There has been an almost epidemic here in the USA with bed bugs making a huge resurgence. I recently had to have my apartment fumigated to solve the problem. I did not want to have to take these measures, (usually if I seen any I would just throw them outside) but with me, my wife and two young children being bitten every night I really had no choice. My family's health was top priority. You do what is best for you and your family. You can look into non harmful alternatives but if there are none do what you need to do and take comfort in the fact that you did not want to have to kill but it was in the best interest of you and your family.

:anjali:
To study is to know the texts,
To practice is to know your defilements,
To attain the goal is to know and let go.

- Ajahn Lee Dhammadharo


With no struggling, no thinking,
the mind, still,
will see cause and effect
vanishing in the Void.
Attached to nothing, letting go:
Know that this is the way
to allay all stress.

- Upasika Kee Nanayan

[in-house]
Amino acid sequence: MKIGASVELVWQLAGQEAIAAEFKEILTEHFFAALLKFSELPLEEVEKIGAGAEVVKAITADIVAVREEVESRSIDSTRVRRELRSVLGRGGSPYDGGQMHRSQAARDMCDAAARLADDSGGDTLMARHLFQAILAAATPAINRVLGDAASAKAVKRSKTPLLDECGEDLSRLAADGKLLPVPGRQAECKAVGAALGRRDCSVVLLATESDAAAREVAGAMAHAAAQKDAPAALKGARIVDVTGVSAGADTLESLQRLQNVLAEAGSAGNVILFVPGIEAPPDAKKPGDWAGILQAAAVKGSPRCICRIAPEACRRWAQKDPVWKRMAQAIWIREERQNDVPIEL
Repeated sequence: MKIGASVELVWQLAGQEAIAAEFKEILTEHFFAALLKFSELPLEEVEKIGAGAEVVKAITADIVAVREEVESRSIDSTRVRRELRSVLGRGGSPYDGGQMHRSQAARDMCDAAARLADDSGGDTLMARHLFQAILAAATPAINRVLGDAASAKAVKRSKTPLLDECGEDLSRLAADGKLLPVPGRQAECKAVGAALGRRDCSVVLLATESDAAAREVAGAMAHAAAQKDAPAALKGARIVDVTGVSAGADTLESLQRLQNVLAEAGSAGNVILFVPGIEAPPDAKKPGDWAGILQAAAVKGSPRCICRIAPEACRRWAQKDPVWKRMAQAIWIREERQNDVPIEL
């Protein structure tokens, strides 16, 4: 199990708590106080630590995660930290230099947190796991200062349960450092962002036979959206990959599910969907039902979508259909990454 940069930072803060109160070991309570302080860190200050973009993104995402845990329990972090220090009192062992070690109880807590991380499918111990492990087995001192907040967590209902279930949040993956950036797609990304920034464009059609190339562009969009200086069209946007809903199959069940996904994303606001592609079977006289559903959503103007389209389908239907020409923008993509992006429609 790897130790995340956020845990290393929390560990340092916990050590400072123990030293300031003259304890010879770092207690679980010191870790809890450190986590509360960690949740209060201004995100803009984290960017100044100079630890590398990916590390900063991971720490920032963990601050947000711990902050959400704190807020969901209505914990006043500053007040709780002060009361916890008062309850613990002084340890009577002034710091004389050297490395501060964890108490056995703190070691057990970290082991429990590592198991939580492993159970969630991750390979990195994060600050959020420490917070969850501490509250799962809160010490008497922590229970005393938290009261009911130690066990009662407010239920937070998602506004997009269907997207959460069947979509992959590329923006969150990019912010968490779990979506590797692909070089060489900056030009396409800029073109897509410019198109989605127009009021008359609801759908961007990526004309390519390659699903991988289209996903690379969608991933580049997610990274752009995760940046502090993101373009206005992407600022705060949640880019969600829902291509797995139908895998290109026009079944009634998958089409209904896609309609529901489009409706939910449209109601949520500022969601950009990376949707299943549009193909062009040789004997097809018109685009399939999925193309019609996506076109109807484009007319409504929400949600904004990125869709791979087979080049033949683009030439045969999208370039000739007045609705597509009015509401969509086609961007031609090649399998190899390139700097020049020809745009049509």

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cooran
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Re: Eviction Notice: Brown Recluse

Post by cooran » Thu Jul 28, 2011 8:18 pm

Hello bodom, all,

Yes, sometimes difficult decisions have to be made. I can remember assisting in killing a poisonous red-bellied black snake in our toilet area when I had very young childre. But there are still kammic effects.

There isn’t any wiggle room in Buddhism … the deliberate knowing killing another being is just that, and will have its results. The mosquito in this re-becoming, may well have been a human in a previous birth….

Getting The Message … Thanissaro Bhikkhu
http://www.accesstoinsight.org/lib/auth ... ssage.html" onclick="window.open(this.href);return false;

Vipaka Sutta … Results
http://www.accesstoinsight.org/tipitaka ... .than.html" onclick="window.open(this.href);return false;


And a little more:

I think it is essential to have a definition of exactly what a sentient being is within Buddhism.

Someone said that sentient beings are those who are capable of experiencing suffering (Dukkha), that if a being seeks to avoid a blow, it is sentient